A detective tracking a stolen gem begins to suspect there's more to the case than just theft. An English bookkeeper (Nigel Patrick) who works for a jeweler steals a priceless jewel, and kills a man in the process. He flees to the continent, where he embarks on the life of his dreams; spending lavishly and pursuing women (including Anita Ekberg). A detective (Jack Palance) tracking him soon discovers he's not the only one searching for him, and begins to suspect there's more to the case than just an ordinary jewel theft.
Unfortunate miscasting but still enjoyable
Nigel Patrick gives a great performance as usual, ably supported by screen stalwarts such as Sid James Donald Pleasance Gerard Heinz and especially Anthony Newley. Anita Ekberg provides the glamour and there are lots of exotic locations in Europe. However, Jack Palance is woefully miscast as the romantic lead and this film would have been far better if he had swapped roles with Bonar Colleano and played the villainous heavy. Having said that there is still a lot to enjoy as the story is good and there are plenty of entertaining scenes and dialogue. I liked the scenes on the train and particularly those with the precocious little girl. Incidentally, the train seems to start out in Paris as the famous Golden Arrow but ends up being pulled by an ordinary tank engine.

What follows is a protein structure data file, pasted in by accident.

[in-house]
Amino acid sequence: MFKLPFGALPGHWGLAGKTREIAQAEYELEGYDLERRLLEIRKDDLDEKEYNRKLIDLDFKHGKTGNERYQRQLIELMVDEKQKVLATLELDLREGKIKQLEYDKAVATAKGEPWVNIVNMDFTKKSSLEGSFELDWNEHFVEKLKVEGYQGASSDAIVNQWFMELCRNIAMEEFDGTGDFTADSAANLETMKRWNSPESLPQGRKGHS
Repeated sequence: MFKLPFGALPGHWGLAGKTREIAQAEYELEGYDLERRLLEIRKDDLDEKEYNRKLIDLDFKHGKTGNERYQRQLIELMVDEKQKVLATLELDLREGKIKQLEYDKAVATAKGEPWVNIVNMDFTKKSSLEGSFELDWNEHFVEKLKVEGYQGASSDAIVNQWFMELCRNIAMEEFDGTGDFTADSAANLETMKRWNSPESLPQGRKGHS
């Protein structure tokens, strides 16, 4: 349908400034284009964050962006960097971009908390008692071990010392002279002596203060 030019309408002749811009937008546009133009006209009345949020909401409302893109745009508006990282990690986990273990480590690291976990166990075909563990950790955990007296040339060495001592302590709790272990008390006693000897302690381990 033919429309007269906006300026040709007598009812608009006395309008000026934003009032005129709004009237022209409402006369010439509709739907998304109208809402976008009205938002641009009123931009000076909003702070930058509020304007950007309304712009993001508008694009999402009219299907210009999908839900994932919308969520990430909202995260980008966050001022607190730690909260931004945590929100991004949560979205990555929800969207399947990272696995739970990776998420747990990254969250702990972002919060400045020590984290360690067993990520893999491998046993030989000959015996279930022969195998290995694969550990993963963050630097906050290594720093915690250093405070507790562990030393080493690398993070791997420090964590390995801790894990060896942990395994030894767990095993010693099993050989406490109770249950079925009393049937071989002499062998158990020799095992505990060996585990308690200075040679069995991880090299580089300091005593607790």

Very Enjoyable Thriller
Just finished watching this on Talking Pictures and was very entertained. The film cracks along at a decent pace and the cast are supported by a decent, and often humorous, script. The first-call British actors all turn in their usual good performances (no Sam Kydd though, most have been an oversight) although Sid James's American accent leaves a lot to be desired. As well as a good storyline, one of the delights is seeing European capital cities in the late 1950s. A lot of the film is on location, and as such, for British audiences, this must have seemed impossibly exotic and romantic. The train sequence at the end has echoes of 'From Russia With Love' which was made five or six years later. Finally, a word for Anita Ekberg's corsetry, which deserved an Oscar all of its own. Recommended.